After college, in the mid 1970s to mid-’80s, Fromm was hired by a St. Louis management consultancy called The Heath Corp. There, he began working with a client called Famous Footwear, which had recently been acquired by Brown. In 1986, he signed on as financial director at Famous Footwear and was appointed CFO of the chain in 1988. Then, in 1999, Fromm became Brown’s chairman, president and CEO.
One of the first people he met at Brown was Brian Cook, head of Famous Footwear, who became his business partner and mentor until he retired in 2001.
“Brian did the beautiful stuff, and I did anything else,” Fromm joked. The “anything else” refers to expanding Famous Footwear to 800 stores, from 80, along with an increase in distribution centers and investments in enterprise technology. In addition, Fromm fondly recalls Brown’s acquisitions of Bennett Footwear Group in 2005 and the Sam Edelman brand in 2010.
As CEO of Brown, Fromm pushed the company to become a benefactor of the Shoes on Sale event. “Service to the industry was something that was very important to the character and culture of Brown Shoe,” he said.
Along the way, he recalls spending time learning important HR lessons, eventually coming to the conclusion that mentoring young talent is key to growing a business. He said, “I believe that you can never be too generous with your time, talent or treasure, as the more you give, the more that is returned.” And Fromm told FN he’s particularly happy that, after fully retiring from Brown, he was able to pass the mantle to Diane Sullivan, with whom he worked for 10 years prior to the succession.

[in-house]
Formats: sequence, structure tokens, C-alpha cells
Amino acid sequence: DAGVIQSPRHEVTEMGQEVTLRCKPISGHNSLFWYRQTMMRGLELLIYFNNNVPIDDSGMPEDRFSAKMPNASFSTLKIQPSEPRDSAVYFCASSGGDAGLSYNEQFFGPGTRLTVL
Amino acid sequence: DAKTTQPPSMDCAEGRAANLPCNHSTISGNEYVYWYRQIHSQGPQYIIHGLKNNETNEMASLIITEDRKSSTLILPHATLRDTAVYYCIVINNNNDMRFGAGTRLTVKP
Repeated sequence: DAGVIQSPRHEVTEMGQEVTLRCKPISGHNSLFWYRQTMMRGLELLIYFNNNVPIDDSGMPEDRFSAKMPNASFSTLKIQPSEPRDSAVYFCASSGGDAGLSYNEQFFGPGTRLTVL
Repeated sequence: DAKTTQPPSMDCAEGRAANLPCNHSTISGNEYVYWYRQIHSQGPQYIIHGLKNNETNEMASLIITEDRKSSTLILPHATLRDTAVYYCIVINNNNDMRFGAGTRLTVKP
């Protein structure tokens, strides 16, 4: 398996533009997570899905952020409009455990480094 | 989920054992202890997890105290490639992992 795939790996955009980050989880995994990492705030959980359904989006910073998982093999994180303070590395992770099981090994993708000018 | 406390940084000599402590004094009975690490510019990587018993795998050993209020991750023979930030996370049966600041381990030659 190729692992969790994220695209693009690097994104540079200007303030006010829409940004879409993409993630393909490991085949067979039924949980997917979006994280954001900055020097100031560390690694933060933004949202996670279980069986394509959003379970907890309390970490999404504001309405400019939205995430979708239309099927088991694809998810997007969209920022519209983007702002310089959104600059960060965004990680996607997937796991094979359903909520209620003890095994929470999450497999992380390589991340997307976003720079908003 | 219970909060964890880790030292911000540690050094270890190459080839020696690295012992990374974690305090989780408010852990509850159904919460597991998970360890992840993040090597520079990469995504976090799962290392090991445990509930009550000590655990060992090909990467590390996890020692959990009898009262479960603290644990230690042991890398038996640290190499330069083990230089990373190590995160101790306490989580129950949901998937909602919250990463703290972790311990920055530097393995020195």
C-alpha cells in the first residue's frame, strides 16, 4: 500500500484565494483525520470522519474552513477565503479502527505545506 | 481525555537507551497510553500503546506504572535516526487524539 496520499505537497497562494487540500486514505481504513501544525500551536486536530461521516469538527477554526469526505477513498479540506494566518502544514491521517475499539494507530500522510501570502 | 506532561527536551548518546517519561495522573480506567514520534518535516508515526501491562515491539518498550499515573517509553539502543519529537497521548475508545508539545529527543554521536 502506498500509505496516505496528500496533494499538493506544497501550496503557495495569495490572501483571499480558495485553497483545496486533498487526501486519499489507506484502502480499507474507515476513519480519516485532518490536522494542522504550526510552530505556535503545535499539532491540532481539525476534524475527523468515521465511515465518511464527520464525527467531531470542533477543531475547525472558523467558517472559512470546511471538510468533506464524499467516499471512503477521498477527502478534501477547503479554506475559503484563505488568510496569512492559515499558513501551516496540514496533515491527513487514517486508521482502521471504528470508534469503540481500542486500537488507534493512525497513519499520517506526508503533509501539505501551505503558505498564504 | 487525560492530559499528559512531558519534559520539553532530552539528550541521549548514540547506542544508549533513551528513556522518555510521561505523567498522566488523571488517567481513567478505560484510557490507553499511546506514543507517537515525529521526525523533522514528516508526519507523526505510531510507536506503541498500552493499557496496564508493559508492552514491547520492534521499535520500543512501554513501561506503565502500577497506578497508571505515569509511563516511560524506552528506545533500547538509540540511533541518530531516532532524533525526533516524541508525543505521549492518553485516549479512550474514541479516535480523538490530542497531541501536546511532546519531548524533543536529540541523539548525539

Now he is on the threshold of another transition. The executive’s last scheduled day at FFANY is Oct. 31, though he will continue to work on the annual Shoes on Sale gala and serve as chairman of the Fashion Footwear Charitable Foundation.
Looking to retirement, Fromm said he is excited to get back to some of the things he’s missed out on. He and his wife of 45 years, Cheri, have a bucket list of places where they’d like to travel. The two also own a mountain house and a dock in Florida that respectively foster their love of downhill skiing and sailing.
But Fromm acknowledged he’s done his fair share of travel already, having lived in New York and visited the Far East, Europe and Brazil for sourcing trips during his time at Brown. In fact, he said, he’s quite ready to retire the “vagabond life” for a bit, though the pair recently returned from trips to Portugal, Spain, Italy and Hawaii. “I’ve never been able to sit still,” he admitted.
Another hobby, as Fromm calls it, is “grandparenting.” He has four grandchildren and one on the way, and is looking forward to more family time. “Anyone who has been in footwear in a leadership position knows it is impossible to succeed without the sacrifice of your time,” he said.
But don’t expect him to cease working altogether. The shoe veteran continues to embrace uncertainty by supporting young startups in all types of industries. “I have fun investing in new ventures that are interesting to me — and that I know nothing about,” he said.